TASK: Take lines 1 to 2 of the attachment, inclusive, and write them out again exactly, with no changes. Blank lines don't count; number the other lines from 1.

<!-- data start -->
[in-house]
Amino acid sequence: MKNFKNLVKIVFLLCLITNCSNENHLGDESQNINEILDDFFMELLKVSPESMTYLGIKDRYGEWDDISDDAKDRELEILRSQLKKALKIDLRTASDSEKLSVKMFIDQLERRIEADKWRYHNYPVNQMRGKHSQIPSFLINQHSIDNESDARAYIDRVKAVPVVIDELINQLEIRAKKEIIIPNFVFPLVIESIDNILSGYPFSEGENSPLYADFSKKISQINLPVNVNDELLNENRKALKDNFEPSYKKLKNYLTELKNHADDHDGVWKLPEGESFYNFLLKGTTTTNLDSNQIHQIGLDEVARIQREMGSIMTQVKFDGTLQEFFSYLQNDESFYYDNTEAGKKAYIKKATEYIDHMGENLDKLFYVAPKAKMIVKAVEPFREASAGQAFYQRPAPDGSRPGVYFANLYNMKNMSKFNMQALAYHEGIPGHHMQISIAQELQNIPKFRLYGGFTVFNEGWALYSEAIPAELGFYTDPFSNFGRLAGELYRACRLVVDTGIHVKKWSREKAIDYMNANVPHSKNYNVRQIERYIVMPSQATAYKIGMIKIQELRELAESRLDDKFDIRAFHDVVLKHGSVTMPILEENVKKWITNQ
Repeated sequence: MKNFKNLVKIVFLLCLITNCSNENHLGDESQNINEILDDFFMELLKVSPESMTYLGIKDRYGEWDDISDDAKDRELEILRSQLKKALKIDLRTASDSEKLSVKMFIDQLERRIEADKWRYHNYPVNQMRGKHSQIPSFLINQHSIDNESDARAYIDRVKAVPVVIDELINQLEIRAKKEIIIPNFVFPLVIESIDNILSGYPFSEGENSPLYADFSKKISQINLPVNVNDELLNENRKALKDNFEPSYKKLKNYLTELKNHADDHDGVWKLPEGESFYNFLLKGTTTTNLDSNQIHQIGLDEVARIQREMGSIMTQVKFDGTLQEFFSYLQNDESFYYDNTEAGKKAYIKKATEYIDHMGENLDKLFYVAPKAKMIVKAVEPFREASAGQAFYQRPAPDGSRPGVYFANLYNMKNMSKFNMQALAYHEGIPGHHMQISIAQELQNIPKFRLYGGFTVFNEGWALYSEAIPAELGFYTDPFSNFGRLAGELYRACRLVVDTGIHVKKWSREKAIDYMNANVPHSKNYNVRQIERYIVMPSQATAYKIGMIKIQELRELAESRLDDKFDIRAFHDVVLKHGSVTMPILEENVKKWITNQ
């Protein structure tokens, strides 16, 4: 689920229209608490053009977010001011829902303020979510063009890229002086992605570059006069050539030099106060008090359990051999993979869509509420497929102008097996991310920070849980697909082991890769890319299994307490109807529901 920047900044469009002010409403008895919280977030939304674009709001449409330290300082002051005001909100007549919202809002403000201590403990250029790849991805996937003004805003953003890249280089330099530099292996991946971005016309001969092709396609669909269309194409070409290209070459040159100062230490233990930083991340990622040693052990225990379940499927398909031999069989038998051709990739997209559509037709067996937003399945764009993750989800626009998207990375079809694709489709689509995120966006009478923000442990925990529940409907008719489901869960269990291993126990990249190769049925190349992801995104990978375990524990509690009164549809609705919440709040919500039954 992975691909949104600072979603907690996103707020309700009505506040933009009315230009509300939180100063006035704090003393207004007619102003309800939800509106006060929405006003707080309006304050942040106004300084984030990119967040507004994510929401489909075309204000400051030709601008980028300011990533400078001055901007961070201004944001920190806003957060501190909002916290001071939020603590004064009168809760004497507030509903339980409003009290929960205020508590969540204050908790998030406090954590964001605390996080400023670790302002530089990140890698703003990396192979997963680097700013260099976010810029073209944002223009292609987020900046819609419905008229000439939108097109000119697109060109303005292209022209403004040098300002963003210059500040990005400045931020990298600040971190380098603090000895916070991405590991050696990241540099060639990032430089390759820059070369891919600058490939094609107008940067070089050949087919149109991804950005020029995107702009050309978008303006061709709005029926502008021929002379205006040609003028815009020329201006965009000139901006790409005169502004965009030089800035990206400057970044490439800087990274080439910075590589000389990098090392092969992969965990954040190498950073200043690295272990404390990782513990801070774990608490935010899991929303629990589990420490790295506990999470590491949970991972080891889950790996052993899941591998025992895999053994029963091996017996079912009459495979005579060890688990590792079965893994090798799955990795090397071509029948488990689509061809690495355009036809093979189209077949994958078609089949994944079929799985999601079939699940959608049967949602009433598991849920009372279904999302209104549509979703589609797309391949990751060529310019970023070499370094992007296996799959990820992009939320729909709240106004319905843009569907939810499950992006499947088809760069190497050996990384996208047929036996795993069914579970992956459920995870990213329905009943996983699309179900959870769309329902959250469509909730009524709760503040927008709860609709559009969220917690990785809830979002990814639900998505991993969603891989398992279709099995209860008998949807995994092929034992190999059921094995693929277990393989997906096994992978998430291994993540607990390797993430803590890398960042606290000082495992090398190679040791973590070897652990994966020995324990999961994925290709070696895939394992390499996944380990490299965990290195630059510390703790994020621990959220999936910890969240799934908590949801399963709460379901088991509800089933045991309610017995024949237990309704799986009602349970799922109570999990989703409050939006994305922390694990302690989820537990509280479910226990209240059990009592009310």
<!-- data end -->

[in-house]
Amino acid sequence: MKNFKNLVKIVFLLCLITNCSNENHLGDESQNINEILDDFFMELLKVSPESMTYLGIKDRYGEWDDISDDAKDRELEILRSQLKKALKIDLRTASDSEKLSVKMFIDQLERRIEADKWRYHNYPVNQMRGKHSQIPSFLINQHSIDNESDARAYIDRVKAVPVVIDELINQLEIRAKKEIIIPNFVFPLVIESIDNILSGYPFSEGENSPLYADFSKKISQINLPVNVNDELLNENRKALKDNFEPSYKKLKNYLTELKNHADDHDGVWKLPEGESFYNFLLKGTTTTNLDSNQIHQIGLDEVARIQREMGSIMTQVKFDGTLQEFFSYLQNDESFYYDNTEAGKKAYIKKATEYIDHMGENLDKLFYVAPKAKMIVKAVEPFREASAGQAFYQRPAPDGSRPGVYFANLYNMKNMSKFNMQALAYHEGIPGHHMQISIAQELQNIPKFRLYGGFTVFNEGWALYSEAIPAELGFYTDPFSNFGRLAGELYRACRLVVDTGIHVKKWSREKAIDYMNANVPHSKNYNVRQIERYIVMPSQATAYKIGMIKIQELRELAESRLDDKFDIRAFHDVVLKHGSVTMPILEENVKKWITNQ